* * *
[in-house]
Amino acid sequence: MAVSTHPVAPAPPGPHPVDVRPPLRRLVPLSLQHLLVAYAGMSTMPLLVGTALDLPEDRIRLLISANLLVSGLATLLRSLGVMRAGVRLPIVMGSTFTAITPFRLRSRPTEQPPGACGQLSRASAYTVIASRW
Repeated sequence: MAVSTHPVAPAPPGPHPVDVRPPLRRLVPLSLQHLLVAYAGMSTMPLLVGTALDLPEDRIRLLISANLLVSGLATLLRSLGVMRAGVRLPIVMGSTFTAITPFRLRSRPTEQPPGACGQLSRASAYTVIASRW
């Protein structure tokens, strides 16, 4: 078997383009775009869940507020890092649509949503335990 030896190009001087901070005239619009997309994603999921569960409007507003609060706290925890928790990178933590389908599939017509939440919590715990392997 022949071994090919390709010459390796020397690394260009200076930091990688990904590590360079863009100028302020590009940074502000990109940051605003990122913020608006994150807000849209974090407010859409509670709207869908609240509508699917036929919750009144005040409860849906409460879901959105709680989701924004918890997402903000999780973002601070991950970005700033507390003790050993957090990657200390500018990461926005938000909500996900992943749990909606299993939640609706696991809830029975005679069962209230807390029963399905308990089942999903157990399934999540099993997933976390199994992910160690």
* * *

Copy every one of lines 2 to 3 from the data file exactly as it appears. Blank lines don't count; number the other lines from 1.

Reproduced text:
Amino acid sequence: MAVSTHPVAPAPPGPHPVDVRPPLRRLVPLSLQHLLVAYAGMSTMPLLVGTALDLPEDRIRLLISANLLVSGLATLLRSLGVMRAGVRLPIVMGSTFTAITPFRLRSRPTEQPPGACGQLSRASAYTVIASRW
Repeated sequence: MAVSTHPVAPAPPGPHPVDVRPPLRRLVPLSLQHLLVAYAGMSTMPLLVGTALDLPEDRIRLLISANLLVSGLATLLRSLGVMRAGVRLPIVMGSTFTAITPFRLRSRPTEQPPGACGQLSRASAYTVIASRW